Stephen Drew, SS 1-for-20 (.050), .145 OPS, BB, 10 K: He looks completely ineffective at the plate, swinging right through hittable pitches -- but his contributions can’t be understated on the defensive side. The double play was a huge weapon for Sox pitchers in this series, and Drew is important there, and, frankly, he outplayed the wizard-like Iglesias defensively in this series. That was never more apparent than in the seventh inning of Game 6, when Drew ended the top half with a rangy diving play to prevent a run, then Iglesias booted the fairly routine Ellsbury chance that prolonged a decisive rally.
Will Middlebrooks, 3B 1-for-10 (.100), .300 OPS, R, 2B, 5 K: Just as he did during the regular season, he fell into a funk and it cost him his starting role. Xander Bogaerts had a lot to do with that, obviously, but Middlebrooks didn’t make much of a case for himself by being one of five Sox who struck out in at least half of their at-bats in the series. Keep an eye on him in the World Series, though: Particularly under National League rules, he may get chances to hit. And he has a knack for turning a perceived slight into power. The prediction here is that he homers against the Cardinals.
Xander Bogaerts, SS/3B 3-for-6 (.500), 1.667 OPS, 4 R, 3 2B, 3 BB, K: In 11 plate appearances this postseason, the 21-year-old rookie now has three doubles, five walks, and has scored seven runs. Not a bad way to splash onto the scene. And when you look at the strike zone plots of the two free passes he drew from Scherzer in Game 6, you’ll see that in both battles he took a pitch that was in the strike zone but called a ball -- including the 3-2 offering in the seventh. But looking at the whole game, you’ll also see that the home plate umpire was inconsistent in that down-and-away corner all night, and generally narrow. That could either be a sign that Bogaerts was aware of that night’s zone, or it’s a sign that the kid has already earned enough respect that even up against the presumptive Cy Young winner he already gets the benefit of the doubt. Either way, it’s darn impressive.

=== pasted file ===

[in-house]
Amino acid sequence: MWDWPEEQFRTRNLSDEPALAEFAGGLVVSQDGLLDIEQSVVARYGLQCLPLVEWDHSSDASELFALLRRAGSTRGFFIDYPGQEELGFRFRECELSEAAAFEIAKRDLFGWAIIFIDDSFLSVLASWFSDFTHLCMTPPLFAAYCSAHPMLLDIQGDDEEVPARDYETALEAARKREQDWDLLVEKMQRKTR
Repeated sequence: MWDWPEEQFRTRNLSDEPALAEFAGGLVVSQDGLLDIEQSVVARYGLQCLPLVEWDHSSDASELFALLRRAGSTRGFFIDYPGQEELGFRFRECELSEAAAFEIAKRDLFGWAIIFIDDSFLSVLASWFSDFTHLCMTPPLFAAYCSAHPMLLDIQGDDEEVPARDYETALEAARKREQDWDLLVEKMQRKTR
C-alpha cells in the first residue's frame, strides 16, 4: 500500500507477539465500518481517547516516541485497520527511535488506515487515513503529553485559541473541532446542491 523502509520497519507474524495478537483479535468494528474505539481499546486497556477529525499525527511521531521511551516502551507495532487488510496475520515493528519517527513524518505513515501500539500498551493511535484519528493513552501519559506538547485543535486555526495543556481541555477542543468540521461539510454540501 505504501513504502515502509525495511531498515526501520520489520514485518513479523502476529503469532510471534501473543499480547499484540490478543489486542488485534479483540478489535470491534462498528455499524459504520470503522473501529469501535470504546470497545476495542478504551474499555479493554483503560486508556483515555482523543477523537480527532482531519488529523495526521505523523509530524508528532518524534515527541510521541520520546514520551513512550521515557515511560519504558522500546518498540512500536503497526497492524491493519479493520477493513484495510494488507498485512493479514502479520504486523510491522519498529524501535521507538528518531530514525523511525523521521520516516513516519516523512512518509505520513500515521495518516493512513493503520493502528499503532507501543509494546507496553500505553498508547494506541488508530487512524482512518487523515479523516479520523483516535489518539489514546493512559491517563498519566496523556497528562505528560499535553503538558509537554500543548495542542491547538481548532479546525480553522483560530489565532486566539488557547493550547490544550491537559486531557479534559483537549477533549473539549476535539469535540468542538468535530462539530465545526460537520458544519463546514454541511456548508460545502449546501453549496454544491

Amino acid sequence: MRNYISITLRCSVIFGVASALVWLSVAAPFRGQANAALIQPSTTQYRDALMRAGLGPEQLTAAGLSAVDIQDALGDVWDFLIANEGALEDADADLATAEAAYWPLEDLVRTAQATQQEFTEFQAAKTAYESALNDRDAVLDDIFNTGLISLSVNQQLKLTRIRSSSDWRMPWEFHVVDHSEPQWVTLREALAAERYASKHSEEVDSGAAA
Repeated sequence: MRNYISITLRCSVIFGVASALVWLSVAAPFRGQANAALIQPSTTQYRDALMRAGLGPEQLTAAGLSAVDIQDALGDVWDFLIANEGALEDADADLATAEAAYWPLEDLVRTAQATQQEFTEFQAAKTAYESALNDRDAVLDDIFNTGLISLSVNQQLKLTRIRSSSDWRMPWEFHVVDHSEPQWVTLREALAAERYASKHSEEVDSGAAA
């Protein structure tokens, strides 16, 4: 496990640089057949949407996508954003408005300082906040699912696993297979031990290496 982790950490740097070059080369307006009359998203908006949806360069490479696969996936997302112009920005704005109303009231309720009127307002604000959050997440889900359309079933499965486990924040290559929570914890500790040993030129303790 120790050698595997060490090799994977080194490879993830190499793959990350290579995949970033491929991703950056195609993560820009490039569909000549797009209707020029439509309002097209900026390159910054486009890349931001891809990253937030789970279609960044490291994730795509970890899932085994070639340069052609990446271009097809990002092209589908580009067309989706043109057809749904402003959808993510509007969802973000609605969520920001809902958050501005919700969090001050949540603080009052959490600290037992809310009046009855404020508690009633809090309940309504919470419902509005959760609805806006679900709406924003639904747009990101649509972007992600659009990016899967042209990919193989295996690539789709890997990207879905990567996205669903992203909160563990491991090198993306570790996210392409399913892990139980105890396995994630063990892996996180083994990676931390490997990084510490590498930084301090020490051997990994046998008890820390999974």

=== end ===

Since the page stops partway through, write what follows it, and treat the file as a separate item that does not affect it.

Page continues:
David Ross, C 2-for-4 (.500), .600 OPS, 2B, RBI, BB, K: Through three starts and four games, Ross is hitting .333 with a couple of doubles and a .956 OPS in 11 plate appearances. That’s good enough to merit his place in the lineup if Saltalamacchia continues to struggle at the plate and the Sox prefer to err on the side of defense behind it. Controlling the running game is more important against St. Louis than it was against Detroit, so the better thrower might be a better option, especially late in games.
Mike Carp, 1B/PH 0-for-5 (.000), 2 K: He got the start at first base in Game 2, but did nothing of substance with that opportunity. With Ortiz joining the mix at that position when the Sox play under NL rules, Carp isn’t likely to start again, but he could make a difference as a pinch-hitter.
Quintin Berry, PR 0-for-0, SB: The resident runner did his job -- again -- appearing in one game, and stealing a base. He’s 2-for-2 in that category this postseason, and 4-for-4 in his playoff career.
Pitchers
53 IP, 18 ER, 50 H, 18 BB, 42 K, 9 2B, 2 HR
Jon Lester, SP 11.2 IP, 13 H, 3 ER, 4 BB, 7 K: Lester made it eight times in nine career playoff starts that he’s yielded fewer than four earned runs, though the Tigers tested him. He averaged 1.46 walks and hits per inning, but pitched out of trouble well enough to keep the Sox in Game 1, and to win Game 5. Farrell would love to get more length out of Lester in the World Series, though he’d take a replication of these results, too.